VARIOUS ARTISTS -- Working Man (Magna Carta)

Throughout the band's career, critics have been notorious for hating Rush. Fans, on the other hand, have rejoiced in the Canadian trio's musical talents for almost a quarter of a century. I became a Rush fan after hearing All the World's a Stage (the band's 1976 live album) for the first time. Until then, I wrote them off as nothing more than a Pavlov's Dog clone. I saw them perform live several times after I heard Stage and was amazed at the amount of music and visuals produced by these three in concert. By 1984, the band started delving more and more into synthesizers, and for me, the excitement waned.

Apparently, the folks at Magna Carta felt the same way. The majority of the tracks on Working Man are from the pre-1984 years. As is the case with the other tribute CDs released by Magna Carta, there are a wide variety of artists on the disc. There aren't many people who can sing like Geddy Lee (used to), and at times it's painfully obvious. Overall, the musicians do an excellent job, but the vocals could be better. The best tracks are the ones where the singers add their own personal touches to the songs, rather than striving to emulate Lee's vocals.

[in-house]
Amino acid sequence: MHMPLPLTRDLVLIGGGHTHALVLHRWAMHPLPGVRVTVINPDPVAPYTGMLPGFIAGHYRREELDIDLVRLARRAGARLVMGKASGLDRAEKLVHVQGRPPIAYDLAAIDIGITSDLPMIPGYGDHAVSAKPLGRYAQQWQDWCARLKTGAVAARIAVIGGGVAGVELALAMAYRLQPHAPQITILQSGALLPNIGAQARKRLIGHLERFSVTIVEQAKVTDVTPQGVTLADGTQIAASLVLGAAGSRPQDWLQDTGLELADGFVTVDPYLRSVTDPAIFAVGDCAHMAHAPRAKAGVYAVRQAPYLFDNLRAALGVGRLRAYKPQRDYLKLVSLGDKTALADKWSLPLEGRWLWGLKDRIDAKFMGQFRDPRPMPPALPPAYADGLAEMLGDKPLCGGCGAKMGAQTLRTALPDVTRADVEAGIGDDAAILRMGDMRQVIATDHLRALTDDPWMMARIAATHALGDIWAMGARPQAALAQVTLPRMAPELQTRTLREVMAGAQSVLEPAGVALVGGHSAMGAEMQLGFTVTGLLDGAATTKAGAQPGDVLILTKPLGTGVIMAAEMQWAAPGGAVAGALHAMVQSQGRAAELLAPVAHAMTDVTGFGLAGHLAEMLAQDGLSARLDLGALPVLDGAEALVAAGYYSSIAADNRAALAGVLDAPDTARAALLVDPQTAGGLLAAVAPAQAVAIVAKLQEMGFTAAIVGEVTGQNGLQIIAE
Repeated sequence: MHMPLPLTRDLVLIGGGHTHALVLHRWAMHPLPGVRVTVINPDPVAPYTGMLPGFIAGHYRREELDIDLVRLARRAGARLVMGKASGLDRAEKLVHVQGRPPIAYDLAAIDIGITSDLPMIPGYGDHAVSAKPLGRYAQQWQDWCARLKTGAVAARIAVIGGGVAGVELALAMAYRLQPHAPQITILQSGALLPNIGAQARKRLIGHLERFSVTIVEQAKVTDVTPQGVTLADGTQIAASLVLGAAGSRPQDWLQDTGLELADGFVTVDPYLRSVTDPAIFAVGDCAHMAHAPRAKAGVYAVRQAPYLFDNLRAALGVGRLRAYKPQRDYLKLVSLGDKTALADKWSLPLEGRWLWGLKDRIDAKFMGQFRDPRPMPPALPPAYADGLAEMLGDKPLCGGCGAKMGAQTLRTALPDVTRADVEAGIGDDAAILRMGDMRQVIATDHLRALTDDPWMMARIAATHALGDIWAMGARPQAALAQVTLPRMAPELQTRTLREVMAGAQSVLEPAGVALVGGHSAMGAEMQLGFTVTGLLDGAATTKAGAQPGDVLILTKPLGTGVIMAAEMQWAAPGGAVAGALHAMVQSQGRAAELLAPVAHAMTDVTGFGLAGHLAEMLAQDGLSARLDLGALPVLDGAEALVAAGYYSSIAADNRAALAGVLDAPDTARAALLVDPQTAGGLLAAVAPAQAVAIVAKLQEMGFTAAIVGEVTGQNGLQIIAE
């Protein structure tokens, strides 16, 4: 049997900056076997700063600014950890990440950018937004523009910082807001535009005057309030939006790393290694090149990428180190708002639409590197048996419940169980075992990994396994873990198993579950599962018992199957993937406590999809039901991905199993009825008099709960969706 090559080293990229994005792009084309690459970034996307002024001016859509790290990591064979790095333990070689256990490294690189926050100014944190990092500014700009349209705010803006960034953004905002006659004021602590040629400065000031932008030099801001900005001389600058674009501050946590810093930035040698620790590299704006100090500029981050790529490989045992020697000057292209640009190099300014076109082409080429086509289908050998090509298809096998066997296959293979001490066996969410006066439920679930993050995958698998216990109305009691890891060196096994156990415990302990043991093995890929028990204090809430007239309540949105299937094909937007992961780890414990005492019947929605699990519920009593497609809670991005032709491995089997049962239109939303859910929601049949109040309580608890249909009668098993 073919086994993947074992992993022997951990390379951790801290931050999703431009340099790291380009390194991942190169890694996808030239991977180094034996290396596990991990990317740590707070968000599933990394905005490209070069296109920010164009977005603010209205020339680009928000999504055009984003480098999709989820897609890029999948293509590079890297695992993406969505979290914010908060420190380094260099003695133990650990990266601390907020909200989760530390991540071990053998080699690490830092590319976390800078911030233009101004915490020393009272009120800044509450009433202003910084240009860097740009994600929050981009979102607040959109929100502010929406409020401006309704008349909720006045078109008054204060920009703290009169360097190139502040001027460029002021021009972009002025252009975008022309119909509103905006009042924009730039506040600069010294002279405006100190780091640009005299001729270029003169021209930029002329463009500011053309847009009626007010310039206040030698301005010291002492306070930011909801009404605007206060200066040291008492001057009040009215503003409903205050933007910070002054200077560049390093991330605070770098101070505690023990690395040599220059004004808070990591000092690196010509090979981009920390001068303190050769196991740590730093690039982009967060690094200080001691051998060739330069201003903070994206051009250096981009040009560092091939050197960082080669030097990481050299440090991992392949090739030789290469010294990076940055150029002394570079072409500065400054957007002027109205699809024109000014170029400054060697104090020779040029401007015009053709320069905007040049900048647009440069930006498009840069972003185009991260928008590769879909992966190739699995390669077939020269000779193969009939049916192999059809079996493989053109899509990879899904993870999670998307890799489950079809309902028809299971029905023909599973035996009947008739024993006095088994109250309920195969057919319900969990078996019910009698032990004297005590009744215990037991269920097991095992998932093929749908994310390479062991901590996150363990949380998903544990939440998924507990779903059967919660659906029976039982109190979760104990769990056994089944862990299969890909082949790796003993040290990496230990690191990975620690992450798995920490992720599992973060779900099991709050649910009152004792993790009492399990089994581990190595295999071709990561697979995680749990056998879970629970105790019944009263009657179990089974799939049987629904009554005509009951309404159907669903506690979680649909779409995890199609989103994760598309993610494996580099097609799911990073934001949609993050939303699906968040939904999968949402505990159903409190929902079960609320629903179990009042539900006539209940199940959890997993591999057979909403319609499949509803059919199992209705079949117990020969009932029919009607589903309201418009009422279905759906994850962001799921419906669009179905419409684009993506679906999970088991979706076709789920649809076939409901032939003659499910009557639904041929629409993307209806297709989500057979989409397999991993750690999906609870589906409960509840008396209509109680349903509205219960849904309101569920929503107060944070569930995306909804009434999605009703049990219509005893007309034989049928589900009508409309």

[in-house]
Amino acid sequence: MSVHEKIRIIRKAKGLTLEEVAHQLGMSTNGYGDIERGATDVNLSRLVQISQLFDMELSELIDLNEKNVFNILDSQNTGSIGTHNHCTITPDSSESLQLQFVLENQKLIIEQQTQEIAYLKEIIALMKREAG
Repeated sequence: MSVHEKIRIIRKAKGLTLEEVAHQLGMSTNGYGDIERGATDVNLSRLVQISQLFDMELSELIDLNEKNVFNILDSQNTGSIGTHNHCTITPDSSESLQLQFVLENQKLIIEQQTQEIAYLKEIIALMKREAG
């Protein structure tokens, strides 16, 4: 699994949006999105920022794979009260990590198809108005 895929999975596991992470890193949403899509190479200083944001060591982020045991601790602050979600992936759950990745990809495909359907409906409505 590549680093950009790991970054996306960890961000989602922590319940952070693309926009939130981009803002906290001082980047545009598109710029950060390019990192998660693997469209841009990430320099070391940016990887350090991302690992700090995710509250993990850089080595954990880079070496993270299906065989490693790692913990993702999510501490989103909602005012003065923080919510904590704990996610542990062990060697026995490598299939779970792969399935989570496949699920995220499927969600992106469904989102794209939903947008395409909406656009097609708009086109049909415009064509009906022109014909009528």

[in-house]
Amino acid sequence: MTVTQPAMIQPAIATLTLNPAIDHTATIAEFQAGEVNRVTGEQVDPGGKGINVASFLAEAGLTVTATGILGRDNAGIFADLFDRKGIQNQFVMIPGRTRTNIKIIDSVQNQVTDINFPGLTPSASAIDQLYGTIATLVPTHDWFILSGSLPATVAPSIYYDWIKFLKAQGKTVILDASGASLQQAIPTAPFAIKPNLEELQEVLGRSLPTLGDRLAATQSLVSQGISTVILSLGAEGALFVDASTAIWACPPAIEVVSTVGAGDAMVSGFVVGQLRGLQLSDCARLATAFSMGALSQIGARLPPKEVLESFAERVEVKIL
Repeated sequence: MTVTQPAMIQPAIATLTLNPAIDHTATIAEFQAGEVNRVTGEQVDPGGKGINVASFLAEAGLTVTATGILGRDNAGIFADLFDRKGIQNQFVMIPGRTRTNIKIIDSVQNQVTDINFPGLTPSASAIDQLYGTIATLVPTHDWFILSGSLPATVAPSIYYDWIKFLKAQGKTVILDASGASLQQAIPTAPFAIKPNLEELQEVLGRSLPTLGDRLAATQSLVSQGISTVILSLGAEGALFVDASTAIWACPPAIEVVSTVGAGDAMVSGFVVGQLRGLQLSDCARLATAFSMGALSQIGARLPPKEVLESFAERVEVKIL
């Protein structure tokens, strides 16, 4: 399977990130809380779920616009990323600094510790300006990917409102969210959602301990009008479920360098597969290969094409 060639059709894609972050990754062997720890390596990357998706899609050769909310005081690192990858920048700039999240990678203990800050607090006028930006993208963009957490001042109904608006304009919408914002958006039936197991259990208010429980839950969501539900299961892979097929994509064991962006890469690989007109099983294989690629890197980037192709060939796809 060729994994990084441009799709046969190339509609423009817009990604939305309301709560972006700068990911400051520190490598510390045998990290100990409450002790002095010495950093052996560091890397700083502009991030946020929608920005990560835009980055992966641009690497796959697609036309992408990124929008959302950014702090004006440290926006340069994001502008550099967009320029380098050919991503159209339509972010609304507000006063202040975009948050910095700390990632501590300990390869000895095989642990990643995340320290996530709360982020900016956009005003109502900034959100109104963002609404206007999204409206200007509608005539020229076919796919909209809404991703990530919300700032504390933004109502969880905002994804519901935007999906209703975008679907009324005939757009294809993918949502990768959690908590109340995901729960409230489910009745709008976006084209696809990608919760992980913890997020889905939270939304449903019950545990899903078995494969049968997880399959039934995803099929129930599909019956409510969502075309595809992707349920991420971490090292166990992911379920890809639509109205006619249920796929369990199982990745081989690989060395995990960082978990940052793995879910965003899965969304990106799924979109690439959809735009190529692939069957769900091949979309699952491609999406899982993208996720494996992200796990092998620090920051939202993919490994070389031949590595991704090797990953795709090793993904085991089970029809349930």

The CD gets off to an interesting start with the title track and "By-Tor and the Snow Dog". Sebastian Bach's caterwauling on "Working Man" is horrendous, although the music's good. The interesting thing about these two tracks is the way "Working Man" segues into what is actually the second half of "By-Tor". The next two songs, "The Analog Kid" (one of my favorite Rush songs) and "The Trees" are simply awful. One of the best tracks on the CD is the instrumental, "La Villa Strangiato", featuring incendiary guitar work from Steve Morse. Billy Sheehan comes up with some killer bass lines on the song too.

"Anthem" is another track to stay away from. Mark Slaughter's vocals on this one sound like Geddy Lee on helium. Sebastian Bach isn't nearly as obnoxious on "Jacob's Ladder" and musically, it stays fairly true to the original version. Fates Warning's rendition of "Closer to the Heart" is one of the better cuts on Working Man. The performance is good, and they add an excerpt from the overture of "2112" to the end for good measure. The music on "Natural Science" is good, but the vocals sound eerily like Marilyn Manson. "YYZ" is excellent all around, especially Stu Hamm's searing bass riffs. Working Man winds up with respectable covers of "Red Barchetta" (again, with Steve Morse on guitar) and "Free Will".

One interesting note for fans - this CD was mixed by longtime Rush producer, Terry Brown. With Brown overseeing the final mix and production details, they achieved great sonic detail in the studio. Overall, this tribute is a mixed bag, but Rush fans will probably be pleased.

© 1996 Steve Marshall